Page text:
“Do not neglect to show hospitality to strangers, for by doing that, some have entertained angels without knowing it.” Hebrews 13:2
I always feel so good when someone says, “Welcome!” And it is even better when I FEEL welcome. Hospitality is a cross-cultural practice and it has to do with building bridges between people, instead of fences or walls. It calls us to put aside our fear of the stranger and instead use our spiritual gifts of hospitality to welcome the stranger.
The mission of our church, Episcopal Church of the Advent, is, “To be a congregation that makes Christ’s presence visible in the world as a symbol of God’s redemptive love for all of humanity.” We developed a statement of values that direct our lives as a parish community and the second value in that list reads, “We value a church family that is welcoming and provides a sense of community.”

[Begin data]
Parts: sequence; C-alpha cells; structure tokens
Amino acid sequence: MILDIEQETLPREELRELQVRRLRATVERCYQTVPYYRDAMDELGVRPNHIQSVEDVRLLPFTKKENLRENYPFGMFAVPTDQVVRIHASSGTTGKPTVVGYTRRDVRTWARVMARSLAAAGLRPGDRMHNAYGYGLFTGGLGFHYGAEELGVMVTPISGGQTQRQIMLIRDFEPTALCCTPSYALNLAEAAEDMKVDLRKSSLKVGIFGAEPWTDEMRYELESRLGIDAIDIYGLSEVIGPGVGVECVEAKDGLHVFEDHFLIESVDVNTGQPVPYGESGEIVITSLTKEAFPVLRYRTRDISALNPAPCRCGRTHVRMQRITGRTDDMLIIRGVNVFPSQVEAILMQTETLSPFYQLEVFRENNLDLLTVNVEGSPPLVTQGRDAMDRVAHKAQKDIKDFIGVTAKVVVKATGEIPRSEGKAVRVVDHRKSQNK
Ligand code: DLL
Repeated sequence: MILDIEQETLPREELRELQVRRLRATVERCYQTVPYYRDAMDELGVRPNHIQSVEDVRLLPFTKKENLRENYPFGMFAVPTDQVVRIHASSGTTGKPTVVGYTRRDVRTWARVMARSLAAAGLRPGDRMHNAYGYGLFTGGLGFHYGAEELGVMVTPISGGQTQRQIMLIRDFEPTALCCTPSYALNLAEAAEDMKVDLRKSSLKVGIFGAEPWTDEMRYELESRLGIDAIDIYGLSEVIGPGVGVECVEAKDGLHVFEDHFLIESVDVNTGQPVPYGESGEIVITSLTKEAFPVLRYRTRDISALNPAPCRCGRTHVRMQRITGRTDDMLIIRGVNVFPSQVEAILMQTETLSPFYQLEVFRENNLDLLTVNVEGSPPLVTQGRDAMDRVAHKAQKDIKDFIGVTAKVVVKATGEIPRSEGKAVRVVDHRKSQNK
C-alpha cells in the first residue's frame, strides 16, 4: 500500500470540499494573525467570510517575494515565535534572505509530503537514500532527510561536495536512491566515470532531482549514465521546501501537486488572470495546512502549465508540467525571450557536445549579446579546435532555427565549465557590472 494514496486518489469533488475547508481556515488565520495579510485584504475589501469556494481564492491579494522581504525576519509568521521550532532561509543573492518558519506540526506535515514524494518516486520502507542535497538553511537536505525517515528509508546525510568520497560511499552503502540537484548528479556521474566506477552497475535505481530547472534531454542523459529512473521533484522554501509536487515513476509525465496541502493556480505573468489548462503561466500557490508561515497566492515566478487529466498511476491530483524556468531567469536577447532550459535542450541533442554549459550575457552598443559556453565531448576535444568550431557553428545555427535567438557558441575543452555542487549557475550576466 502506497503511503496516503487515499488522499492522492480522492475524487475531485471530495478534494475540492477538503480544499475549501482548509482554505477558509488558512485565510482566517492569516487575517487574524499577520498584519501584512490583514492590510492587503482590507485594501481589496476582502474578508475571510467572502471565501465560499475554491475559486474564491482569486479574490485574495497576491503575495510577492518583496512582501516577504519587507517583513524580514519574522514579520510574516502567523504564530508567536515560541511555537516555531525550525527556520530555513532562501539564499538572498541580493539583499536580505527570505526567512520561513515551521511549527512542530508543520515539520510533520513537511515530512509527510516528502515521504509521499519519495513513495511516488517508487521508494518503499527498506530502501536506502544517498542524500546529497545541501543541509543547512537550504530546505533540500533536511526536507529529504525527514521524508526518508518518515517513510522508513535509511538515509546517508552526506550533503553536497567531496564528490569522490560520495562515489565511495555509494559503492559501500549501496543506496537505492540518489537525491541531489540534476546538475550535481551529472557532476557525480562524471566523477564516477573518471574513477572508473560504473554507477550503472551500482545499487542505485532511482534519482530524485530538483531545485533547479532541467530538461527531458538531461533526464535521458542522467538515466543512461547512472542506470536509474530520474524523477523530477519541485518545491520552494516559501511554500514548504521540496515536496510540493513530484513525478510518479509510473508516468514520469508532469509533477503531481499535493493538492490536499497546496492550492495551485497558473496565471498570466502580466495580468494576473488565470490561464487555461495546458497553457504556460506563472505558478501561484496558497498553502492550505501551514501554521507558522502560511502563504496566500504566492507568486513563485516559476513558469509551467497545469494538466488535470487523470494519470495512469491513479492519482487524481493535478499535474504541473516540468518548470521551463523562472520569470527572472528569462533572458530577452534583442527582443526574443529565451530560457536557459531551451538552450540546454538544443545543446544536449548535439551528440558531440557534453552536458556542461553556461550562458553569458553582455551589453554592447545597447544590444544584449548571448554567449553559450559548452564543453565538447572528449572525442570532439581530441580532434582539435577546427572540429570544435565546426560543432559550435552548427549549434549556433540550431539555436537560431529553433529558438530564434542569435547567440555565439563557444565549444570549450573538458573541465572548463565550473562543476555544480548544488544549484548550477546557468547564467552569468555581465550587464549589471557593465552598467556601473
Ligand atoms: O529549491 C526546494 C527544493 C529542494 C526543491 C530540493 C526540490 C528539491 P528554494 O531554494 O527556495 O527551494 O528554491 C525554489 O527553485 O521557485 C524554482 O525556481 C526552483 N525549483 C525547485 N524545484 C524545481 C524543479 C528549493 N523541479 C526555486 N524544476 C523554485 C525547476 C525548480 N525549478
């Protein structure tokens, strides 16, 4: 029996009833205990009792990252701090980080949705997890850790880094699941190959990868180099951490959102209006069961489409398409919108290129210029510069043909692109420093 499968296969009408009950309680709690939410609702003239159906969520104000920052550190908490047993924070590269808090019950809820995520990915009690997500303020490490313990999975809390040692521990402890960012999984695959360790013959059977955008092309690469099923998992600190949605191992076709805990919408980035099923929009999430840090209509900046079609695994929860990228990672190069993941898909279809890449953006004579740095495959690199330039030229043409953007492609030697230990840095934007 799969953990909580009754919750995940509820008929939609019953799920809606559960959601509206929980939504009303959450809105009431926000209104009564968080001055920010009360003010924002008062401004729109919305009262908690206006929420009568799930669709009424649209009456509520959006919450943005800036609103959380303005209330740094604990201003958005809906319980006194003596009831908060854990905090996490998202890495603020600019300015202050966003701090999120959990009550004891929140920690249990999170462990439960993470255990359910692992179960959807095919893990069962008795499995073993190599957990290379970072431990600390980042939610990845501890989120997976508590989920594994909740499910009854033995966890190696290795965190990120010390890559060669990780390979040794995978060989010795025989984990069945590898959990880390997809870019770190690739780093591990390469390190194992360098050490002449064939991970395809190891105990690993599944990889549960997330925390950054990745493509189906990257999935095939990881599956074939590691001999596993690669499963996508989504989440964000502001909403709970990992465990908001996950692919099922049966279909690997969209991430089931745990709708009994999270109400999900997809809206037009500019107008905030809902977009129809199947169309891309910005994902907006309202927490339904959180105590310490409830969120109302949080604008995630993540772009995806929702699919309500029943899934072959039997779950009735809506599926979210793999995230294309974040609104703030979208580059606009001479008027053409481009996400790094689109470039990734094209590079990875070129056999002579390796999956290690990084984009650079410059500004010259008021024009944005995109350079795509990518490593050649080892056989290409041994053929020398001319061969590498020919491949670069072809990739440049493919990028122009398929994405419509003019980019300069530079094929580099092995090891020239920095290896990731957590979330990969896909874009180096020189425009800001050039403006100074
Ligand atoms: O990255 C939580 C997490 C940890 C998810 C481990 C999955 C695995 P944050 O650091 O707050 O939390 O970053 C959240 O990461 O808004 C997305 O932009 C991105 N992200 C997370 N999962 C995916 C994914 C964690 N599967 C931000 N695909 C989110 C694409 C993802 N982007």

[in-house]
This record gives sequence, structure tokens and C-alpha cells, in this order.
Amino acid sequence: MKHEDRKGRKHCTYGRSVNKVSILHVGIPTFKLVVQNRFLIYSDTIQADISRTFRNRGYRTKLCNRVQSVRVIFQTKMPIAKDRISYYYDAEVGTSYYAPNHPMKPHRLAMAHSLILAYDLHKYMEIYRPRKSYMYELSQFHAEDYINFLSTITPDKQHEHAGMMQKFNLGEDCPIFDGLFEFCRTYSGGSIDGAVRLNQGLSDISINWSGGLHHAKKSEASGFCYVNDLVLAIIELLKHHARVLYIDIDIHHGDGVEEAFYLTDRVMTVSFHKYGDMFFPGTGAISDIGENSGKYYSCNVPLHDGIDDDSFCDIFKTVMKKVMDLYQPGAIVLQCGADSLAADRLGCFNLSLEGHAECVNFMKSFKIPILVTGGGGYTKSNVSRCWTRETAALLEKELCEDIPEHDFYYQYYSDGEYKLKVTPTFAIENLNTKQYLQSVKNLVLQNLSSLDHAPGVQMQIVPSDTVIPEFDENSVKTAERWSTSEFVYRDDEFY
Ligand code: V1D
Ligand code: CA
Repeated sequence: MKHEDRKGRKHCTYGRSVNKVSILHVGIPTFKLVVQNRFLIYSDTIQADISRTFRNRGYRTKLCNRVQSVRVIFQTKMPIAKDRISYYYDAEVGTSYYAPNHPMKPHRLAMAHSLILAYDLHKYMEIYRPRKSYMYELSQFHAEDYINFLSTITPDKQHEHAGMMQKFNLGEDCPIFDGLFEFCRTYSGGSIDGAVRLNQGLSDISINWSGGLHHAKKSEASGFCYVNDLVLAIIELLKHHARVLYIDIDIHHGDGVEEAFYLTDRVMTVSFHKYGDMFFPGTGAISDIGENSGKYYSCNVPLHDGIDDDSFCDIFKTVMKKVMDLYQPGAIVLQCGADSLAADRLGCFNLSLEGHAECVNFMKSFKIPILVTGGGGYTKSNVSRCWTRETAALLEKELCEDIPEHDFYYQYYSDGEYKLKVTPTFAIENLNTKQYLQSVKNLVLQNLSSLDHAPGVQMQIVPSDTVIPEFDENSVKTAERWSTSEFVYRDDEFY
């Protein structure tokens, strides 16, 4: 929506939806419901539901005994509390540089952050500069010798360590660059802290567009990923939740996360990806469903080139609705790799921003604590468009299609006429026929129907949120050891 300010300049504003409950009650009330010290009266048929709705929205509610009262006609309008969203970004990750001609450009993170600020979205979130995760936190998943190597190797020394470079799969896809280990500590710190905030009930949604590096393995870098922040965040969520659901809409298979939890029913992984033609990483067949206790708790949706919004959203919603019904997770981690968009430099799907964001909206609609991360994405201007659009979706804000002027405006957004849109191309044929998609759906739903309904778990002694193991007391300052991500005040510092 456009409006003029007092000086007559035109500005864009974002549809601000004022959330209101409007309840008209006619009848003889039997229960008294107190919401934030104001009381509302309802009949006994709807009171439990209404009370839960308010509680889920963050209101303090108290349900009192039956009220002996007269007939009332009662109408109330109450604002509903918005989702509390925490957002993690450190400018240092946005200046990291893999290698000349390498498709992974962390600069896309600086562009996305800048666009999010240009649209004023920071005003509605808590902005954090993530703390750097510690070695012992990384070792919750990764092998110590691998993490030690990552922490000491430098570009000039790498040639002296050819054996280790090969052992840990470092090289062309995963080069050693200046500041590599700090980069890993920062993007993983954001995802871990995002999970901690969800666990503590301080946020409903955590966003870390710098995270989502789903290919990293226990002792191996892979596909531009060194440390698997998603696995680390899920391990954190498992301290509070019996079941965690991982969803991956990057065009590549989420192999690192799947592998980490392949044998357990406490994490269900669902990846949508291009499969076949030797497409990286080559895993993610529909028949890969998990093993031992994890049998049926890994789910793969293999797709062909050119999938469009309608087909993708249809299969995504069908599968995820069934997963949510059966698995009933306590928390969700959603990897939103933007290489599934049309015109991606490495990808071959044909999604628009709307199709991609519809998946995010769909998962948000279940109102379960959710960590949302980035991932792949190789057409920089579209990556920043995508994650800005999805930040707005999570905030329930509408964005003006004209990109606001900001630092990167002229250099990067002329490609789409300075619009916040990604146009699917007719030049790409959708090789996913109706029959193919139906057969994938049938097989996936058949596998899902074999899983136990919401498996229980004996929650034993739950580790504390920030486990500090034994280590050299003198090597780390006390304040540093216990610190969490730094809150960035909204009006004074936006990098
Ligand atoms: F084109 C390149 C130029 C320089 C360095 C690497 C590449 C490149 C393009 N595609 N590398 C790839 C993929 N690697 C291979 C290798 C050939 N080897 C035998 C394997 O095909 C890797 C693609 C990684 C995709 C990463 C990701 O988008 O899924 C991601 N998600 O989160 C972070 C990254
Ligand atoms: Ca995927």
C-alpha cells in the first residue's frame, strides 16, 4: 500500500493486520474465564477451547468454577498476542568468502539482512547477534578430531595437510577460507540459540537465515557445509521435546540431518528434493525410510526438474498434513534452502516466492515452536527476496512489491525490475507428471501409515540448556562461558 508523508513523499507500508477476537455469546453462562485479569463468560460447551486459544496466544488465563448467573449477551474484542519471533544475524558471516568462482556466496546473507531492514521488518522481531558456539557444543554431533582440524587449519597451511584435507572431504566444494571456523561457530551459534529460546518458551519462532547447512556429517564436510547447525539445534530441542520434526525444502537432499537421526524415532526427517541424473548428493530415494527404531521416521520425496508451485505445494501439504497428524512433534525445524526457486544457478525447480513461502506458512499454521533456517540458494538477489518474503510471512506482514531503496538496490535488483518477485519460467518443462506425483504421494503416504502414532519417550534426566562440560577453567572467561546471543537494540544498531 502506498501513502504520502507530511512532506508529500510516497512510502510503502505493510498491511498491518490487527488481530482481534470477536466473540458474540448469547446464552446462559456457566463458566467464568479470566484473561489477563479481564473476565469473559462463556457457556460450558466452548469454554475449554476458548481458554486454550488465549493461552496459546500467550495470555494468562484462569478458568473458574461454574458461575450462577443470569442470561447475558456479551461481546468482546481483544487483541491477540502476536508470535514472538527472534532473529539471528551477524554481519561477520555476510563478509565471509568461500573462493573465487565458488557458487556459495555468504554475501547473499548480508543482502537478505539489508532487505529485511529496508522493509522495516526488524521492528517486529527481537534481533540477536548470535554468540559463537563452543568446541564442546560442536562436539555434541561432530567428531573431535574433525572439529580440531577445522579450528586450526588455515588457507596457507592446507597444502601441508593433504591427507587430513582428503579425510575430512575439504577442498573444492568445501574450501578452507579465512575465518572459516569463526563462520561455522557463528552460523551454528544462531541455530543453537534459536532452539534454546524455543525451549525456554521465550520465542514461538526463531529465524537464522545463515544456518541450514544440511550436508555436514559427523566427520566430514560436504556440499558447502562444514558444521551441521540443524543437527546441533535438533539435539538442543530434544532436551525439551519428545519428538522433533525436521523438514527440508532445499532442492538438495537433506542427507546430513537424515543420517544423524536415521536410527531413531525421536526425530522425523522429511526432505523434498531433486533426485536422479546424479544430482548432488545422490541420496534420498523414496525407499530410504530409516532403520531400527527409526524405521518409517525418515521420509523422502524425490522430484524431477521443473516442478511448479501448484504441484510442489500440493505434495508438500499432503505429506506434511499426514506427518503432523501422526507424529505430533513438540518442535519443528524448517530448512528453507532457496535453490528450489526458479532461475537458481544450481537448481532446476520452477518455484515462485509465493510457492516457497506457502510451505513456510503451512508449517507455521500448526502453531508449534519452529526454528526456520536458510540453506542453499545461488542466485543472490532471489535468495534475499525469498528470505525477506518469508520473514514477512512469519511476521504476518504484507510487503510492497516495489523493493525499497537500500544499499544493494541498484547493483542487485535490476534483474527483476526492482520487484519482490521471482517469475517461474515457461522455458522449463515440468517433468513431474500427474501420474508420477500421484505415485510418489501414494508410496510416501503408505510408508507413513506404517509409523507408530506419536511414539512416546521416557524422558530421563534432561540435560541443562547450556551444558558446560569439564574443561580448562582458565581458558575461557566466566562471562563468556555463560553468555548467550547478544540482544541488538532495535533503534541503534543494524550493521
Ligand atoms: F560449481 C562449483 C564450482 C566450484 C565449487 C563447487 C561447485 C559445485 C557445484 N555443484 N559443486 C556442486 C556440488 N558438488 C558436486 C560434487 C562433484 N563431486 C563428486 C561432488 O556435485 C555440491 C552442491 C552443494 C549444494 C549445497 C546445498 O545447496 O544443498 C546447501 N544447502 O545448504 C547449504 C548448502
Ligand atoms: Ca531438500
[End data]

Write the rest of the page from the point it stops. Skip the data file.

The other day I was talking with a parishioner that has been here ten years. She said to me, “I love it here at Advent, but in the ten years I have been here, I have not made any friends that I would ask to go with me to a doctor’s appointment.” That revelation startled me. I began to wonder if I am doing my part to reach out to others to make them feel welcome here.
The mission of our Greeter Ministry is to embrace all who enter our doors, and make them feel welcome and accepted. We do a good job at the door of the church. But it doesn’t stop there. You certainly wouldn’t invite friends to dinner, welcome them at your door, and then leave them to fend for themselves. We must all work to help newcomers find a place within our church to share their story and use the gifts of ministry that they have to offer. This connection of new members is a vital part of church growth and development. It is how we abide in Christ. It is how we encourage the branches to bear the most fruit. As Jesus said, “I am the vine and you are the branches. Those who abide in me and I in them bear much fruit, because apart from me you can do nothing.” John 15:5